A recent decision by New Zealand's Chief Censor David Shanks to ban a manifesto written by the terror suspect behind the deadly 15 March Christchurch attack on two mosques has already sparked a public uproar.
The ban, in particular, stipulates that those caught with the document on their computer could face up to 10 years in prison, while anyone caught sending the manifesto could get 14 years behind bars.
Most Twitter users lashed out at what they described as an authoritarian move, which they claim constitutes a crackdown on freedom of speech by New Zealand authorities.
Looks like the terrorists are running New Zealand— Stephen Weber (@stephenweber1) 24 марта 2019 г.
Now how are they going to put the genie back in THAT bottle— Oscar MULHERN (@OscarMulhern) 23 марта 2019 г.
There is a biblical saying that the road to hell is paved with good intentions….— Janey Doe (@stweetnsour) 24 марта 2019 г.
Censorship is a very dangerous beast pic.twitter.com/K1GwF5vWCQ
We banned hate speech.— Reaperbean (@RedcapRage) 25 марта 2019 г.
Hate speech prevents free speech.
Oh, and also? People can still legally own a gun in New Zealand.
Should we be surprised that shortly after banning all firearms, New Zealand ended free speech?— Marvin Berry (@MarvinB01570160) 24 марта 2019 г.
This kind of censorship and division is exactly what the shooter wanted. Good lord.— Extraction Engineer (@ExtractionEngr) 24 марта 2019 г.
Good job terrorist won in a short time.— Mark (@Mpg350) 24 марта 2019 г.
Dangerous road to take, what will be the next issue that is deemed unworthy of the public to see?— bucket of scallops (@Splatzor420) 24 марта 2019 г.
NZ just walked into the trap. Terrorism has won.— James Fox (@JamesFox6) 24 марта 2019 г.
They came for the guns and now their speech. That is the same thing the left wants to do here. Scary overreach and knee jerk reactions often destroy freedom.— California Matthew (@EmeryvilleMatty) 24 марта 2019 г.
This doesn't stop hate, not remotely. It pushes it further underground where it is harder to detect, harder to get a warning. Hate is part of the human condition, it will always exist. Exposure and dialogue are the most effective methods we have for addressing terrorism.— Pazuzu (Ana) (@CoonStuffs) 24 марта 2019 г.
Mein Kampf can be bought in New Zealand. As a person who's family died in concentration camps, I decided to read that book. I'm glad it wasn't banned.— Iziar2406 (@iziar2406) 24 марта 2019 г.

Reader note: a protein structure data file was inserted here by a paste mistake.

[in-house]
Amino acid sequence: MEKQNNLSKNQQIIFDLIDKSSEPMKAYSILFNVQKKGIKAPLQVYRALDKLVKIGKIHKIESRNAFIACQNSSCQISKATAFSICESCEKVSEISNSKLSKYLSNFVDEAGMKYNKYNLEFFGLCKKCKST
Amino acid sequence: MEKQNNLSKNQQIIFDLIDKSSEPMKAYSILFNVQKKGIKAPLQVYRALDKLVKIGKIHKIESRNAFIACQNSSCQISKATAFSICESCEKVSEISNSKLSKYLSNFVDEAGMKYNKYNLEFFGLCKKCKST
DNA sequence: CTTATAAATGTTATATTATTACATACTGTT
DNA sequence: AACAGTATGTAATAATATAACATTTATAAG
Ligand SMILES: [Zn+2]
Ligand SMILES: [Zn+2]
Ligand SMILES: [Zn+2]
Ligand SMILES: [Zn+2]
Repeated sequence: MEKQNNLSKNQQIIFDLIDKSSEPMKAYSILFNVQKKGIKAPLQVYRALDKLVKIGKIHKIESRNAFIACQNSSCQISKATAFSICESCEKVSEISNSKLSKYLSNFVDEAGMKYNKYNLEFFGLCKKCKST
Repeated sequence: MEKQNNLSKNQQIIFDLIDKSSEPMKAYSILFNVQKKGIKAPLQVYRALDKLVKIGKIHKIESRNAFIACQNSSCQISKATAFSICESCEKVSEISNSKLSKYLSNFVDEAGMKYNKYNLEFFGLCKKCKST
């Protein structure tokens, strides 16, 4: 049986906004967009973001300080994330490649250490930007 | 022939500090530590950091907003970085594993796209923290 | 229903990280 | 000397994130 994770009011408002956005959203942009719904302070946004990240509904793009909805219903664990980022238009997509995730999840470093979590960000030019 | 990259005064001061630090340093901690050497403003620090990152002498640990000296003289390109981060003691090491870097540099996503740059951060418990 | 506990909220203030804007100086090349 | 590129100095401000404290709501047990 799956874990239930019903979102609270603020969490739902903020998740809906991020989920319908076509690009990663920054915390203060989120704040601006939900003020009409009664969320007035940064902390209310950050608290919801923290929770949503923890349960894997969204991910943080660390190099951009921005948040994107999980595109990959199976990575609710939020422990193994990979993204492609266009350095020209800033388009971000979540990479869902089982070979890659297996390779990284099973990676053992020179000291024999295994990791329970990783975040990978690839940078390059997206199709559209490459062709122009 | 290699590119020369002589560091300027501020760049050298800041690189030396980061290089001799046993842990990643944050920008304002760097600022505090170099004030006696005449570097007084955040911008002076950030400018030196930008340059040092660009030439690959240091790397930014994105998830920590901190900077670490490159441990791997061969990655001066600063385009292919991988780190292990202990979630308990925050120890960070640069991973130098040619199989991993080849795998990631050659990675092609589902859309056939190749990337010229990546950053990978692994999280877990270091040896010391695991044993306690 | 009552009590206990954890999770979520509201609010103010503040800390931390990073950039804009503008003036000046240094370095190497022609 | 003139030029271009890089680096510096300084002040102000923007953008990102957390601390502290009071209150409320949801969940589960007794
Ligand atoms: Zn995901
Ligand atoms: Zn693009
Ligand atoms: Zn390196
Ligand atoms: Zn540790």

Its education and empathy that fight hate and ignorance. Not censorship.
How authoritarian.— NoCollusion (@DcDcoder) 24 марта 2019 г.
Congrats, New Zealand…you made a crazy Aussie your king.
“This kind of censorship and division is exactly what the shooter wanted”, one user tweeted and was echoed by another who described censorship as a “very dangerous beast”.
Stephen Franks, a New Zealand constitutional lawyer and spokesman for the Free Speech Coalition, for his part noted that “people are more confident of each other and their leaders when there is no room left for conspiracy theories, when nothing is hidden”.
“The damage and risks are greater from suppressing these things than they are from trusting people to form their own conclusions and to see evil or madness for what it is,” he pointed out.
Announcing the decision to ban 28-year-old Australian national Brenton Tarrant’s manifesto on Thursday, Shanks underscored that “there is an important distinction to be made between ‘hate speech’, which may be rejected by many right-thinking people, but which is legal to express, and this type of publication, which is deliberately constructed to inspire further murder and terrorism”. According to Shanks, Tarrant’s manifesto “crosses the line”.
Shanks urged New Zealanders to “play a part in denying those who exhort hatred, killing and terror”. He warned the citizens “not to support the murderous objectives of its author by republishing or distributing it”.
Last week, a New Zealand court ruled that the gunman should stay in custody without plea until 5 April after he was charged with murder following the 15 March Christchurch attacks which killed 50 people at two mosques and injured 50 more.